As we arrived here, I was praying for direction for this new season in our lives. At first, I was looking for clear direction on what degree to choose in Fuller and about how to manage my job workload. In short, I was looking for the 3-5 year game plan. I live on the 3-5 year but if there something I learned in the last years is that in most cases the 3-5 year plan never comes to pass. At least in my experience, conditions on the ground change about every 3-6 months that it is hard to plan for anything longer that that time span.  Case in point: this move to California. It did not figure in any 3-5 year plan until the beginning of this year.  Then, it became our 6 month plan and it actually came to pass.

 With that in mind, I approach thoughts about the future in a different light. It is less about what I need to do and more about what God wants to do in me. I rather get on with His agenda then try to follow my short-sighted ones. So, what became clear from the beginning that this time in Southern California was not about pursuing a degree or a changing a lifestyle.  It was about becoming. The focus was inward as opposed to the external circumstances.

As the Lord never gives us more instruction than what we need for the present, the only thing I heard was COMPASSION and POSSIBILITIES. Compassion has to do with re-learning to love and empathize with others. In the last years, for a number of reasons, my heart had grown cold and indifferent. I could still act like I cared but deep inside, I really didn’t. This would manifest itself sometimes in how I related to Priscila and the girls. I do struggle at times to inhabit their world and really empathize with how they feel. Thankfully, I can already see change in my heart and an increased ability to relate to their emotions.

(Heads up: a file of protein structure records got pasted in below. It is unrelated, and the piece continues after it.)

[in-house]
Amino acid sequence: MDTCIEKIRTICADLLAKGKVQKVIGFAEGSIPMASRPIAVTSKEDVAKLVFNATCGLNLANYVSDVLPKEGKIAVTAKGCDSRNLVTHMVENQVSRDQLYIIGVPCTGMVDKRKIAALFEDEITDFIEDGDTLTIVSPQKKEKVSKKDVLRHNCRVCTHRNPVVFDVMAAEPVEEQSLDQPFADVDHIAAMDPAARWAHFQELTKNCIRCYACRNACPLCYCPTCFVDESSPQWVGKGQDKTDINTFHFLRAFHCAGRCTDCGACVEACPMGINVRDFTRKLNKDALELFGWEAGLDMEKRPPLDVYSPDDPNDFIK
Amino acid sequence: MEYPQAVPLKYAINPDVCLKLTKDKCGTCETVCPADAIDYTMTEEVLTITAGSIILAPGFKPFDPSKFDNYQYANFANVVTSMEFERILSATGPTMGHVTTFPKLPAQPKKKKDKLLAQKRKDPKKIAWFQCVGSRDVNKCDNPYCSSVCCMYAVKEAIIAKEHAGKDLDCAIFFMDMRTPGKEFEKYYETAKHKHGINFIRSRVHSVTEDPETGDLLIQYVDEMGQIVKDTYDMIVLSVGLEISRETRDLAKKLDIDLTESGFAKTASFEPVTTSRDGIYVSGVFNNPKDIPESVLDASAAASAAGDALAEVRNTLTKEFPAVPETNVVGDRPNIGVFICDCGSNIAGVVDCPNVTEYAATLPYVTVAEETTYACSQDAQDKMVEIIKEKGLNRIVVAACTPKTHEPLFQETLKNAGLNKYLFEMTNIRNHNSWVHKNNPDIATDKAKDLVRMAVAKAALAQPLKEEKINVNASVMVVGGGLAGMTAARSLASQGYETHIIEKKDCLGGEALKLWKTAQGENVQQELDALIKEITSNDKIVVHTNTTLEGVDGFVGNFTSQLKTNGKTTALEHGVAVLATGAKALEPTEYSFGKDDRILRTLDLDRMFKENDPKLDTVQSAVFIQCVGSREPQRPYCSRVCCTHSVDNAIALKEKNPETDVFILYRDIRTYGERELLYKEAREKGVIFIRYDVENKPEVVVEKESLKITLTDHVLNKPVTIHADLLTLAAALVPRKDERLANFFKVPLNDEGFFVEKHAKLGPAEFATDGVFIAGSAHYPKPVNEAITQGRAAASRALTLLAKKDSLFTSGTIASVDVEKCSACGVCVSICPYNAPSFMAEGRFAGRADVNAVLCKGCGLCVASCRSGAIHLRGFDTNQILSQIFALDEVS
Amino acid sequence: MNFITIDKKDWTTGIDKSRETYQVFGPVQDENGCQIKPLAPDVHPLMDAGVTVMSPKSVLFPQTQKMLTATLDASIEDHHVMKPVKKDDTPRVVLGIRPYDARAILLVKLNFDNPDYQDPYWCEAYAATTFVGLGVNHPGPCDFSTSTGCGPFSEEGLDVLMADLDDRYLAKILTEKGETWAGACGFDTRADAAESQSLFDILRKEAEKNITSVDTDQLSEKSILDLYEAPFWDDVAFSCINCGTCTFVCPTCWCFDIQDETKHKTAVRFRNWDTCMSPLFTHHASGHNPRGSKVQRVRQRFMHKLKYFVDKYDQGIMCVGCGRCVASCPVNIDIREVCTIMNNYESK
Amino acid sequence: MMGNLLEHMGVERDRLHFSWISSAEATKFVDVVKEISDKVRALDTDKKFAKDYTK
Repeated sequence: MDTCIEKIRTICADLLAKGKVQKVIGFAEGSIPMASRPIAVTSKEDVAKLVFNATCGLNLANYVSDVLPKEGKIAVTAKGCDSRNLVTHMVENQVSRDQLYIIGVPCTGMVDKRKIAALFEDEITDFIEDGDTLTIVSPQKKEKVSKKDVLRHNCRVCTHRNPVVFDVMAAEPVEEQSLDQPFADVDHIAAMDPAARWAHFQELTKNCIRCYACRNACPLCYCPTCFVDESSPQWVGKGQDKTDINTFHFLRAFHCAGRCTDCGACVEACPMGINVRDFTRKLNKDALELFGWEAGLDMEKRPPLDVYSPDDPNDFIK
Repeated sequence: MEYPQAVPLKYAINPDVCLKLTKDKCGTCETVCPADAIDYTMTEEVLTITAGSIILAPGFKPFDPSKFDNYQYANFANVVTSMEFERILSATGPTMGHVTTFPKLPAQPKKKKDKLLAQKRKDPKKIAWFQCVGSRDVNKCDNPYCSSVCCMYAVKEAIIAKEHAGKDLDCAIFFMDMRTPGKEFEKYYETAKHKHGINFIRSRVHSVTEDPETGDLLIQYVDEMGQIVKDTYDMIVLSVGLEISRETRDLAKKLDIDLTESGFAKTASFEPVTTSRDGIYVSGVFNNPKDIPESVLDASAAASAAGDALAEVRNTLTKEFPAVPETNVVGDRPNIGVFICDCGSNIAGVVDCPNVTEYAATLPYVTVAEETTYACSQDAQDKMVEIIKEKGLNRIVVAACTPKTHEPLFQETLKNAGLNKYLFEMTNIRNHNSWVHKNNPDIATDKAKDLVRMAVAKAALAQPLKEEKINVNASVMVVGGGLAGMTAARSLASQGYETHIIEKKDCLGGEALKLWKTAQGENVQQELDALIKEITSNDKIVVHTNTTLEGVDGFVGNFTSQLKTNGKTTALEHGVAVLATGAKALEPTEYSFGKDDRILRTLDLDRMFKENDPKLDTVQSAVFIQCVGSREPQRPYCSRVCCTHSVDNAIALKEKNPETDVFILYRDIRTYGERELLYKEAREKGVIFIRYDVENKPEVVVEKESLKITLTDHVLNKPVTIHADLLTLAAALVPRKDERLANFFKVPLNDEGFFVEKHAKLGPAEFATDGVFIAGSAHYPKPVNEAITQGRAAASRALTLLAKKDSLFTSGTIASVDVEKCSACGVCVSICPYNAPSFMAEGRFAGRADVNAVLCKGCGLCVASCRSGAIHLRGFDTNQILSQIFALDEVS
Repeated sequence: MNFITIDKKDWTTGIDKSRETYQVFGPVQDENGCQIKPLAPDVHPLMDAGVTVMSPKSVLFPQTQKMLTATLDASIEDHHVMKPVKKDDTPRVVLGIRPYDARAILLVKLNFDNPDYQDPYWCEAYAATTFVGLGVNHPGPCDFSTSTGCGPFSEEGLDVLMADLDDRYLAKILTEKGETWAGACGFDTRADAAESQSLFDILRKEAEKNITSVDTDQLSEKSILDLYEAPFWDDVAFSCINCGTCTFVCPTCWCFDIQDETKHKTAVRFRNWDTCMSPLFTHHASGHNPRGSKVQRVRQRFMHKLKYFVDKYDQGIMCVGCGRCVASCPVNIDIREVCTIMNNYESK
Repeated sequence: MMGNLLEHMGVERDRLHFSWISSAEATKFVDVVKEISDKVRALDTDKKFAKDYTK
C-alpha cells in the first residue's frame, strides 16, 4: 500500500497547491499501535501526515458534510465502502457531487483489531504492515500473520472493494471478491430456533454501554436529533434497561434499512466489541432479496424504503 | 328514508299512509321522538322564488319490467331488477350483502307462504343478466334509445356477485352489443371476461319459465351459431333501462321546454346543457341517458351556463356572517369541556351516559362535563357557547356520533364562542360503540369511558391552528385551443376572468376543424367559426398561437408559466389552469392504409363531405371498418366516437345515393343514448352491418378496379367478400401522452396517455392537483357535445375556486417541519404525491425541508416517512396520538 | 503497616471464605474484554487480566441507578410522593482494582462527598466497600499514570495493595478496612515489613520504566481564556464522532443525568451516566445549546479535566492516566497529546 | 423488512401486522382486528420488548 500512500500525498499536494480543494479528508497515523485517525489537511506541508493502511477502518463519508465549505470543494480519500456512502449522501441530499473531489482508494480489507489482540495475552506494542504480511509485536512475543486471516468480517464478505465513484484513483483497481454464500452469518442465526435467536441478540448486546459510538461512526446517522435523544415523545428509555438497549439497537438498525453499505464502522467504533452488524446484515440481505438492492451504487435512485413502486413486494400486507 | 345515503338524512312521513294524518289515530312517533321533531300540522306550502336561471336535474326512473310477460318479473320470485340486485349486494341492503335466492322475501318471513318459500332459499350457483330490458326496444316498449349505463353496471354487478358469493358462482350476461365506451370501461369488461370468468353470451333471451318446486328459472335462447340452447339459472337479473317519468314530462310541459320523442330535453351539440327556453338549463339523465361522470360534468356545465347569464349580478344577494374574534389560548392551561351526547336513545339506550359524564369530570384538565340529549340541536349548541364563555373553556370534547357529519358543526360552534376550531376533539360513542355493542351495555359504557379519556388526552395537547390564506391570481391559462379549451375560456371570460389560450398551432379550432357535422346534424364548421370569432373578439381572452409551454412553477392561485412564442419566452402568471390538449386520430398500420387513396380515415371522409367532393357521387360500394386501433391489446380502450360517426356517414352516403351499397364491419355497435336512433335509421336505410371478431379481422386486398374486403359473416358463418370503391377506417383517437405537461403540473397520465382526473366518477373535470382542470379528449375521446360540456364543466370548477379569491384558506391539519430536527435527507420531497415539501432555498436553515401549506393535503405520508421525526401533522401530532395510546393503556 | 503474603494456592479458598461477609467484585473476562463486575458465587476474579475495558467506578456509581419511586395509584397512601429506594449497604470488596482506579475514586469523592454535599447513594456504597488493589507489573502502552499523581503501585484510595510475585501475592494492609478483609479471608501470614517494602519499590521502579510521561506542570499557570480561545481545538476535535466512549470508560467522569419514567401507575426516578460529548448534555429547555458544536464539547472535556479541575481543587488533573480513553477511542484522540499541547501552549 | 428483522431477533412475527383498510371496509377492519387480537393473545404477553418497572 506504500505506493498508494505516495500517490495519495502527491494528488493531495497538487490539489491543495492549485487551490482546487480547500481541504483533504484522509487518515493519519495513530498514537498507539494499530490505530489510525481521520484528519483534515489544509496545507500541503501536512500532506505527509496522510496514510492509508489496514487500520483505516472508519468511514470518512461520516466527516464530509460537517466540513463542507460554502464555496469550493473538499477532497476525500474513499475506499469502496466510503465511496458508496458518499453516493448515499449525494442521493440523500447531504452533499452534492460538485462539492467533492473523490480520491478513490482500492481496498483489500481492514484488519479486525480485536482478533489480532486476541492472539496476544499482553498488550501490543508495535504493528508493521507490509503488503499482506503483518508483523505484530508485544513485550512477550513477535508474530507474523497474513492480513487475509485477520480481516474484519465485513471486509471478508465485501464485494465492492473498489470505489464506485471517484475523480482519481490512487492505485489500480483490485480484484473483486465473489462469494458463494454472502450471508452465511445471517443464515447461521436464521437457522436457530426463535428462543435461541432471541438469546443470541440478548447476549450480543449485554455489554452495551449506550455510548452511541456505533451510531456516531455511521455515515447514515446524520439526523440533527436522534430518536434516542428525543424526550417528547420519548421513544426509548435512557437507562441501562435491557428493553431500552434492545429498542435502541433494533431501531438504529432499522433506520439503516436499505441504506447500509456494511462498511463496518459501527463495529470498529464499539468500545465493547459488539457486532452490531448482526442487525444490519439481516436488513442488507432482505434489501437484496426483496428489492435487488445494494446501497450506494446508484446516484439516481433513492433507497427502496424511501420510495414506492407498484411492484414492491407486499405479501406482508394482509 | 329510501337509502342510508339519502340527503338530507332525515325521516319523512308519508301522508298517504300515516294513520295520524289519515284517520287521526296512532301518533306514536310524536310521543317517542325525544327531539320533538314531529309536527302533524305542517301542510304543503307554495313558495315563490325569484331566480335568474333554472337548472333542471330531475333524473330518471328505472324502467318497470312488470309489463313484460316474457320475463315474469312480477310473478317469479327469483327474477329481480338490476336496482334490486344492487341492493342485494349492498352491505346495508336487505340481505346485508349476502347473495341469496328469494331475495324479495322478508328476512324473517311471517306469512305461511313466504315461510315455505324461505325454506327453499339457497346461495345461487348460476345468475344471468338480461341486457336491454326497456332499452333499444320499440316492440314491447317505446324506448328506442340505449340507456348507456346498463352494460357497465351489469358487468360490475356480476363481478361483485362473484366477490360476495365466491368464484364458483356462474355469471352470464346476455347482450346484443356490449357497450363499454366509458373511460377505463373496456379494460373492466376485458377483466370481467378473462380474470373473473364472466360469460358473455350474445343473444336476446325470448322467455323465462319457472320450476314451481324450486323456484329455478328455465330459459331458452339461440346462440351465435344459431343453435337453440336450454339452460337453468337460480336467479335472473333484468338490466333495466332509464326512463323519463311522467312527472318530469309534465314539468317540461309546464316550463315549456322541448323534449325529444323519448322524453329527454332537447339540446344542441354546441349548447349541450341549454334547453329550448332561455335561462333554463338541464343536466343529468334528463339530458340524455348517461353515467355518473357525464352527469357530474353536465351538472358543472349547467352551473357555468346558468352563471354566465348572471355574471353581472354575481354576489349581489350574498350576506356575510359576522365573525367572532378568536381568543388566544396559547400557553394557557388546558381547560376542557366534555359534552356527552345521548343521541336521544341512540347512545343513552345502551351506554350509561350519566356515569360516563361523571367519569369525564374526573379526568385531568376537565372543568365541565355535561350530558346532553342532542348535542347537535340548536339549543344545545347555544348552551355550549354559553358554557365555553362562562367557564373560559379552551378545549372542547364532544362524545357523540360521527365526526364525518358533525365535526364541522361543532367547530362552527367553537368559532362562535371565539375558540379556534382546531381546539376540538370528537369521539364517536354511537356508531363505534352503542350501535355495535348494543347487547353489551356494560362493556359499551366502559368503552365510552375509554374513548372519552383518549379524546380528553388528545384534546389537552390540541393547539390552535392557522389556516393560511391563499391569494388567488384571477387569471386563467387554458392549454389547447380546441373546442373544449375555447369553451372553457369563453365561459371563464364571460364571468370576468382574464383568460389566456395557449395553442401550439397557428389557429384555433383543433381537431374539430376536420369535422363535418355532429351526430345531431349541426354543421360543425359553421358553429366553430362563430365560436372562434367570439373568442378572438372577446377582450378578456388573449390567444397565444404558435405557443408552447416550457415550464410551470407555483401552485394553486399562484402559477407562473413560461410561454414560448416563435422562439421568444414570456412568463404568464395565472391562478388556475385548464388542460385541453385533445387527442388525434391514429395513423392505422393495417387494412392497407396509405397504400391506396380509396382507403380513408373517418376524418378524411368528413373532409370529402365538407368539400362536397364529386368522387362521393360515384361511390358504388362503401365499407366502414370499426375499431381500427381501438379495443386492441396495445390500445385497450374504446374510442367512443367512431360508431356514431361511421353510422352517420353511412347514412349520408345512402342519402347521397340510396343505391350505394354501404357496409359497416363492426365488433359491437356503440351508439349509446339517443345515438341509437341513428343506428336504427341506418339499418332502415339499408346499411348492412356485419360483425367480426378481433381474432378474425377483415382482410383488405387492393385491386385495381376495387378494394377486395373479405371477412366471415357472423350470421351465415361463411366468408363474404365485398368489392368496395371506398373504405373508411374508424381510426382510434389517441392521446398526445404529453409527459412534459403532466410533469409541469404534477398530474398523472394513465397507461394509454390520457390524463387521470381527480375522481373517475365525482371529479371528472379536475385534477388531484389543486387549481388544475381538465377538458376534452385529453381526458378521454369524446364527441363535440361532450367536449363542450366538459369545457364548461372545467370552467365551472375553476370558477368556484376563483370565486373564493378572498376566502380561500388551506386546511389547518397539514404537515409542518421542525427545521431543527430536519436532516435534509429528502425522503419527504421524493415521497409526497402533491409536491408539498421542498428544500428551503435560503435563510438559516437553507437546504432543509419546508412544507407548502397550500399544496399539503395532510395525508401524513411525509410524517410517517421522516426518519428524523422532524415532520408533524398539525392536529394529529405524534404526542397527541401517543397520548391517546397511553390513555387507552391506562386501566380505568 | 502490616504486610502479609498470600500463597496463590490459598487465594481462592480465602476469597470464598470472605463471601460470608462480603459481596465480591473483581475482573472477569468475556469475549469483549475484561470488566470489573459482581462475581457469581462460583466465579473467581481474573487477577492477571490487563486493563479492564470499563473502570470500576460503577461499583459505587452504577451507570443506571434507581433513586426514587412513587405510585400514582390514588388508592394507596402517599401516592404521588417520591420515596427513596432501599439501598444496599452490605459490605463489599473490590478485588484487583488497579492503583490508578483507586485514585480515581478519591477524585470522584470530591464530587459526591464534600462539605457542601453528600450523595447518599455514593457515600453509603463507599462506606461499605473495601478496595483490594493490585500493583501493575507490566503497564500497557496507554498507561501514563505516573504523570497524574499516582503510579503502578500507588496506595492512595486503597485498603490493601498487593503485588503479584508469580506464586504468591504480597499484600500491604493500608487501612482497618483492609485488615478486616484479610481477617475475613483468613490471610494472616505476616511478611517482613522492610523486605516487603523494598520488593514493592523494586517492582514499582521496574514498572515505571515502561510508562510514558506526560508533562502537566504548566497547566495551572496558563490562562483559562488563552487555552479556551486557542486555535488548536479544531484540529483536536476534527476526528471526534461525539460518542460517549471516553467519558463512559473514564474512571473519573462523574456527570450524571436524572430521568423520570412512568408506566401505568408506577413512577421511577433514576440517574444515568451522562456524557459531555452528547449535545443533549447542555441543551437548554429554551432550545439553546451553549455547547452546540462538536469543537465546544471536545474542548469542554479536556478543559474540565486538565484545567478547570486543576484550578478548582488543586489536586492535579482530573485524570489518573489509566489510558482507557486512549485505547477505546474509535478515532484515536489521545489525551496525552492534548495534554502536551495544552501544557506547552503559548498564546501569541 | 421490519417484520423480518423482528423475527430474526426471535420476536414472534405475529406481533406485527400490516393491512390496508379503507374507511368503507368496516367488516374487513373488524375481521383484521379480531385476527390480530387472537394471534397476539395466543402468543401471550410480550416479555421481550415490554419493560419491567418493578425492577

Possibilities have to do with letting go of control and trusting that God will provide and come through when we need. This is most evident in how I deal with finances. This move has stretched us to a very uncomfortable point especially since the Charlotte house has not sold yet. On a monthly basis, we are faced with the question whether the numbers will add up. Thankfully, the Lord has been faithful and we have lacked nothing. Yet, this is new territory. One in which we need to look to the future focusing on the possibilities not the “worse-case scenario.” It is easy for me to see the impending doom and prepare for it. The Lord has challenged me to count on things getting better and plan for it. Not a comfortable but yet liberating place to be. Ultimately, He is in control of our lives and right now we have too much to be grateful for than to focus on financial struggles. We are in this situation because we took a step of faith and there is not even one day when I wake up and regret moving here.

 The undeniably yet simple message of Christianity is that God is good. It is an irrational belief that somehow at the end things will turn out for better. We’ll not only be ok, but we’ll be in a better place. So, in a way, I am now privileged to test it out and see God come through. I know he will not come in the way we expect but I am learning to accept His provision with gratitude and joy.

Praying the Daily Office

From an early age, I was taught the importance of having a quiet time. Even in my early tweens, I remember having times of reading the Bible with my brother, which we called the “the silent hour.” Yet, for most of my life I struggled (and still do) to keep this sacred practice. I have used all kinds of devotionals (Chambers, Daily bread, reading plans, Bible-in-one-year, etc. I even did the Pentecostal’s favorite: open the Bible randomly and point to a verse and read.) They were all great tools that helped me find spiritual nourishment at different seasons of life. Recently, I had found myself struggling again with how to keep a consistent daily time of prayer and reading Scripture. That is when I, by accident, encountered the Daily Office through a seminary class. What started as an exercise became a sacred habit. Now, taking advantage of my longer commute here in Southern California, the St Claire Daily Office app became my spiritual anchor.